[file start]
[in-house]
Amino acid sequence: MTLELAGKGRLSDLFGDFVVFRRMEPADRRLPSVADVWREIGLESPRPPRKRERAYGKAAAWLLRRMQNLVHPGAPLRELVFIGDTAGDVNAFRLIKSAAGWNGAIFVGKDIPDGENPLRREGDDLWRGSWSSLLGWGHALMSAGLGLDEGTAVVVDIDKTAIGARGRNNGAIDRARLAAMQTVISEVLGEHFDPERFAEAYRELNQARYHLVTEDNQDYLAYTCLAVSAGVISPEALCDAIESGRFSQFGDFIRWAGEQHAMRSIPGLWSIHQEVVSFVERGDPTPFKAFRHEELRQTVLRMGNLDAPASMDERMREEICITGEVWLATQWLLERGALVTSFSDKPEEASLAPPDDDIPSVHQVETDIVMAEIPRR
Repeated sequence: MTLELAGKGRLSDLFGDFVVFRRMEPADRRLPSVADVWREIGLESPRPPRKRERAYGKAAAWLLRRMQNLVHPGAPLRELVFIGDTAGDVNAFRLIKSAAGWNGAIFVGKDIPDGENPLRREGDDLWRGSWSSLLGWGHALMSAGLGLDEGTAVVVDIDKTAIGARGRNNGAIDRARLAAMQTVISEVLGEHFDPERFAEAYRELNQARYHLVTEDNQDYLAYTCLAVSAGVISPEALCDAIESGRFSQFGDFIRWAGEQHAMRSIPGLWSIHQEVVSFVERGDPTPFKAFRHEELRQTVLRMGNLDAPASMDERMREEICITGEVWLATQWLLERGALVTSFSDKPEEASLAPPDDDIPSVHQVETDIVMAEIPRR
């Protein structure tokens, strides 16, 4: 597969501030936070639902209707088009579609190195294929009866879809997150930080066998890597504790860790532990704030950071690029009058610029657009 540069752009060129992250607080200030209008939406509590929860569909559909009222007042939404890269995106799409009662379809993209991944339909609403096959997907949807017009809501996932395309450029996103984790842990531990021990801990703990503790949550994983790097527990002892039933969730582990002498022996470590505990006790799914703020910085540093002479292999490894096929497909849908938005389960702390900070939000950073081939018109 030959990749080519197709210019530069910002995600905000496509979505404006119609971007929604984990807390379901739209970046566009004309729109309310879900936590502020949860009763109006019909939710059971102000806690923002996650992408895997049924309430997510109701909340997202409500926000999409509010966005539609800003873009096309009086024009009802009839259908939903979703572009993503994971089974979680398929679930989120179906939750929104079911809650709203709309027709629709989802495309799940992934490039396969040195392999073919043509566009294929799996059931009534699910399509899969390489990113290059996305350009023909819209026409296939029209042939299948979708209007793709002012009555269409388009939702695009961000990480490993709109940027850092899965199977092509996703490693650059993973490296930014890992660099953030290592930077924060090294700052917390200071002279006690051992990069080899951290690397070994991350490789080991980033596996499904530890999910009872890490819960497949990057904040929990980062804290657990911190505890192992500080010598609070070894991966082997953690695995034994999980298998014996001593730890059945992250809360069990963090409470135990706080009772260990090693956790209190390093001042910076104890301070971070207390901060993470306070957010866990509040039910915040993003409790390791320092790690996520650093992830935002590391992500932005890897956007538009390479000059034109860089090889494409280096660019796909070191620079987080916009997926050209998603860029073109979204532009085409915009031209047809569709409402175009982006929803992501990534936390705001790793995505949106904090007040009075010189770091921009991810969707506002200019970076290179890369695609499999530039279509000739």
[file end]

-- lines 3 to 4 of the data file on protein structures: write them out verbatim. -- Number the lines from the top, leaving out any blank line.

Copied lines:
Repeated sequence: MTLELAGKGRLSDLFGDFVVFRRMEPADRRLPSVADVWREIGLESPRPPRKRERAYGKAAAWLLRRMQNLVHPGAPLRELVFIGDTAGDVNAFRLIKSAAGWNGAIFVGKDIPDGENPLRREGDDLWRGSWSSLLGWGHALMSAGLGLDEGTAVVVDIDKTAIGARGRNNGAIDRARLAAMQTVISEVLGEHFDPERFAEAYRELNQARYHLVTEDNQDYLAYTCLAVSAGVISPEALCDAIESGRFSQFGDFIRWAGEQHAMRSIPGLWSIHQEVVSFVERGDPTPFKAFRHEELRQTVLRMGNLDAPASMDERMREEICITGEVWLATQWLLERGALVTSFSDKPEEASLAPPDDDIPSVHQVETDIVMAEIPRR
């Protein structure tokens, strides 16, 4: 597969501030936070639902209707088009579609190195294929009866879809997150930080066998890597504790860790532990704030950071690029009058610029657009 540069752009060129992250607080200030209008939406509590929860569909559909009222007042939404890269995106799409009662379809993209991944339909609403096959997907949807017009809501996932395309450029996103984790842990531990021990801990703990503790949550994983790097527990002892039933969730582990002498022996470590505990006790799914703020910085540093002479292999490894096929497909849908938005389960702390900070939000950073081939018109 030959990749080519197709210019530069910002995600905000496509979505404006119609971007929604984990807390379901739209970046566009004309729109309310879900936590502020949860009763109006019909939710059971102000806690923002996650992408895997049924309430997510109701909340997202409500926000999409509010966005539609800003873009096309009086024009009802009839259908939903979703572009993503994971089974979680398929679930989120179906939750929104079911809650709203709309027709629709989802495309799940992934490039396969040195392999073919043509566009294929799996059931009534699910399509899969390489990113290059996305350009023909819209026409296939029209042939299948979708209007793709002012009555269409388009939702695009961000990480490993709109940027850092899965199977092509996703490693650059993973490296930014890992660099953030290592930077924060090294700052917390200071002279006690051992990069080899951290690397070994991350490789080991980033596996499904530890999910009872890490819960497949990057904040929990980062804290657990911190505890192992500080010598609070070894991966082997953690695995034994999980298998014996001593730890059945992250809360069990963090409470135990706080009772260990090693956790209190390093001042910076104890301070971070207390901060993470306070957010866990509040039910915040993003409790390791320092790690996520650093992830935002590391992500932005890897956007538009390479000059034109860089090889494409280096660019796909070191620079987080916009997926050209998603860029073109979204532009085409915009031209047809569709409402175009982006929803992501990534936390705001790793995505949106904090007040009075010189770091921009991810969707506002200019970076290179890369695609499999530039279509000739």